Hebrew is a living, vivid and dynamic language, with deep roots and a long and unique history. The department aims to equip its students with a thorough and wide-ranging theoretical and methodical basis for the study of language. Hebrew is studied and examined in the department from a variety of perspectives: the study of the sounds of the language (phonetics and phonology), the study of the structure of words (morphology), the study of phrases and clauses (syntax), the study of meaning in language (semantics), as well as discourse analysis and pragmatics, focusing on the study of spoken Hebrew grammar and interaction and on the study of language use in context.
Our students also become acquainted with various historical stages of Hebrew: Biblical, Rabbinic, Medieval, and Contemporary Hebrew. The historical perspective is further expanded in courses focusing on other Semitic languages and on the place of Hebrew within the Semitic language family. In addition, some courses take a multi-disciplinary approach to Hebrew, studying it as a basic communication tool which interfaces with other fields such as language and society, language and communication, language and psychology, language and law.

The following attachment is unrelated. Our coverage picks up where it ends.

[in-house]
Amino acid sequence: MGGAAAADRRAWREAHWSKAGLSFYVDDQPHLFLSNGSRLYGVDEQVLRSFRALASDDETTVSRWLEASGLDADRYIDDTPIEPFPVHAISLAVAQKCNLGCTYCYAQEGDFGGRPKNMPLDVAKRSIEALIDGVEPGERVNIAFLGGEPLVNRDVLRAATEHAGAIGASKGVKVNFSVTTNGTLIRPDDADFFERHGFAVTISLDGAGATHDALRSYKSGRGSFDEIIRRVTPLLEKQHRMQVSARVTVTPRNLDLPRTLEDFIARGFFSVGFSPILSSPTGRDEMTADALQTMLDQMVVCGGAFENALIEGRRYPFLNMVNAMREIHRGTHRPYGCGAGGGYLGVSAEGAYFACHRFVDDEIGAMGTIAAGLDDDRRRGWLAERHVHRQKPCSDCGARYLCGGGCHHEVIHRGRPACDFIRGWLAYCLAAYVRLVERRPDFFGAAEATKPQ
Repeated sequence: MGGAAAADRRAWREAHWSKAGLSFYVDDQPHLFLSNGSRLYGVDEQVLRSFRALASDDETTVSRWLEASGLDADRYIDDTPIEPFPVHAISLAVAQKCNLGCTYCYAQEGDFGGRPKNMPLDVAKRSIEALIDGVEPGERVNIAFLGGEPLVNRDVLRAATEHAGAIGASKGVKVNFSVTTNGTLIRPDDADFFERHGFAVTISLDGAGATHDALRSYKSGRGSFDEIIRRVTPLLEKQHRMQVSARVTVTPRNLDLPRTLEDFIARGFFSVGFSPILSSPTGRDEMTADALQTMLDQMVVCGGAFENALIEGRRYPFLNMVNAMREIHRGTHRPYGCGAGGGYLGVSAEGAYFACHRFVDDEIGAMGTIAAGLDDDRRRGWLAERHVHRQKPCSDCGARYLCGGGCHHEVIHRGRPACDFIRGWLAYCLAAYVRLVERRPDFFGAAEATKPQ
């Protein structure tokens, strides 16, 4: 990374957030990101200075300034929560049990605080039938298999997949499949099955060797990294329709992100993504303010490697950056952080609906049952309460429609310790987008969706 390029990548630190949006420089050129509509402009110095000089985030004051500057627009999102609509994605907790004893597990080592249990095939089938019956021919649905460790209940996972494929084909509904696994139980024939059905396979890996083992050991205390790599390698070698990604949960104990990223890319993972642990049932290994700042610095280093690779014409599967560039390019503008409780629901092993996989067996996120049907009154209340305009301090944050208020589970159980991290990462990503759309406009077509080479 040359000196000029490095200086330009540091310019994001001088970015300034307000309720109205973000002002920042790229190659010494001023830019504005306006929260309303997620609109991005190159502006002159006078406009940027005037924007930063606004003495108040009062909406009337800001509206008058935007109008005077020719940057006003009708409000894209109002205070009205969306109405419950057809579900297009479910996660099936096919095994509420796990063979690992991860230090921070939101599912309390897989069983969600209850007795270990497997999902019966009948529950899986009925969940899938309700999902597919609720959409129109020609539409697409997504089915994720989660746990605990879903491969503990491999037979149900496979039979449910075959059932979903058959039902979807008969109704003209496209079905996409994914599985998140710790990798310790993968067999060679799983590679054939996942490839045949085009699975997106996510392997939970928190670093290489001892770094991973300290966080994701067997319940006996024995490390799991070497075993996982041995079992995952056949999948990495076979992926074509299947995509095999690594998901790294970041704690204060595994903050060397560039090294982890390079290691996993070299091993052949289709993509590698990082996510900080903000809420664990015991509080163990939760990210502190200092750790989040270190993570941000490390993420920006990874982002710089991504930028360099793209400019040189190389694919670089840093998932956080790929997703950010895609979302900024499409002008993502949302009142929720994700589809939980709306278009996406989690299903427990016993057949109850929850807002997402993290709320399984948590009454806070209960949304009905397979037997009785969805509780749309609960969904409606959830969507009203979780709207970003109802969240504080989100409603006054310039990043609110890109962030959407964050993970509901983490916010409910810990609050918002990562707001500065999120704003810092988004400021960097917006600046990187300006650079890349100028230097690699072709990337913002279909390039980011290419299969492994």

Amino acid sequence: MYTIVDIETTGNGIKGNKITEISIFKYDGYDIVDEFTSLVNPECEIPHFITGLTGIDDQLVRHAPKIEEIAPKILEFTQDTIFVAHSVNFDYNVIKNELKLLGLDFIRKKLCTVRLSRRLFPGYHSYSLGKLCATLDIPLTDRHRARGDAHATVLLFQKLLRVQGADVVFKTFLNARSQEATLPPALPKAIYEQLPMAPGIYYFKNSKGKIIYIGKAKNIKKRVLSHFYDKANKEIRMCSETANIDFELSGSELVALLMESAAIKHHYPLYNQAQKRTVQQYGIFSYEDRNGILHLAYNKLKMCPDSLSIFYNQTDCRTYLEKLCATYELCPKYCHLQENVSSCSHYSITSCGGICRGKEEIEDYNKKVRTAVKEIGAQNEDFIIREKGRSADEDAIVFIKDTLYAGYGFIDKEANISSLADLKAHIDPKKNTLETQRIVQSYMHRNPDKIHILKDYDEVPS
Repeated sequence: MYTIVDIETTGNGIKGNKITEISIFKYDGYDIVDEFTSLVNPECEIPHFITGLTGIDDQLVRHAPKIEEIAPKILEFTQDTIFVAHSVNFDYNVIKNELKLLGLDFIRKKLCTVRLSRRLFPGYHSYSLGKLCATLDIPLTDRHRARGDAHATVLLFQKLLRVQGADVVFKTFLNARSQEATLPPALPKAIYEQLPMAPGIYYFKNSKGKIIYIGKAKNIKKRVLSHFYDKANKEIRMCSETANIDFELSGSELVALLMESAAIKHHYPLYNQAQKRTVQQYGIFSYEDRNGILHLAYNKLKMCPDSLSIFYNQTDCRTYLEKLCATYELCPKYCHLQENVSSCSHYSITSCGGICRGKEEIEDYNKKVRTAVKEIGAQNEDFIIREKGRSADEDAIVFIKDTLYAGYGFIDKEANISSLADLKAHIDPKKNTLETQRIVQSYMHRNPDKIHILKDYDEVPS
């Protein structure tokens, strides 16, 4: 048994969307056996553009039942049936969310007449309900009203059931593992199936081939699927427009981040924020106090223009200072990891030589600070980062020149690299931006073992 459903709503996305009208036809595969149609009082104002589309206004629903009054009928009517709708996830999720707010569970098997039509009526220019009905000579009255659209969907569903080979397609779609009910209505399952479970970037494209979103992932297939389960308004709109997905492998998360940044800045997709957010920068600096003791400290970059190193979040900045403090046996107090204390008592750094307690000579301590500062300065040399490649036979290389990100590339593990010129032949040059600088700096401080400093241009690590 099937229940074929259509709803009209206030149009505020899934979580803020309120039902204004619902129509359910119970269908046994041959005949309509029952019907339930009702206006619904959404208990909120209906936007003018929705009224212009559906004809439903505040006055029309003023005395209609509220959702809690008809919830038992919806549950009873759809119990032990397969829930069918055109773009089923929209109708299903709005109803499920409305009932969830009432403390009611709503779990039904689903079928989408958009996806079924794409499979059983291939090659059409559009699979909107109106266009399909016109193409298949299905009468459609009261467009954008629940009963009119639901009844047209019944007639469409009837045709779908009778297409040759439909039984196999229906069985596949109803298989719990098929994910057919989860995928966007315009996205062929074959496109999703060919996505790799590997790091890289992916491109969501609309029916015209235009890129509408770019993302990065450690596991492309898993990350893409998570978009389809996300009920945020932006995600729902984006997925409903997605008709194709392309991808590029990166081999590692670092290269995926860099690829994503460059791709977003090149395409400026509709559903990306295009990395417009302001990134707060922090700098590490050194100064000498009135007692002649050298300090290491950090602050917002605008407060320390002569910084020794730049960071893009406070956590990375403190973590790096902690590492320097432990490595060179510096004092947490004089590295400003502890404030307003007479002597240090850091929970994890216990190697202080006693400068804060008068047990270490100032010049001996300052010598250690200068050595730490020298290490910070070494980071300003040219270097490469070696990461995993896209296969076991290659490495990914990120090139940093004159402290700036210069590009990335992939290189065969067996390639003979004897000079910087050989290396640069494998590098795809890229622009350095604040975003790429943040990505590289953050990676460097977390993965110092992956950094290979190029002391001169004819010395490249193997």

The graduate studies (MA) constitute a natural continuation of the undergraduate studies. They aim to widen and deepen the knowledge and understanding of the study of the Hebrew Language: the various historical periods of Hebrew, the Semitic languages, the versatility and variability of Contemporary Hebrew, general linguistics, pragmatics and discourse analysis with a special emphasis on the study of spoken Hebrew grammar and interaction. Our graduate studies aim at strengthening students’ use of research methods employed in Hebrew philology and linguistics, in order to train them to become independent scholars in those fields, and as a basis for instruction in high school.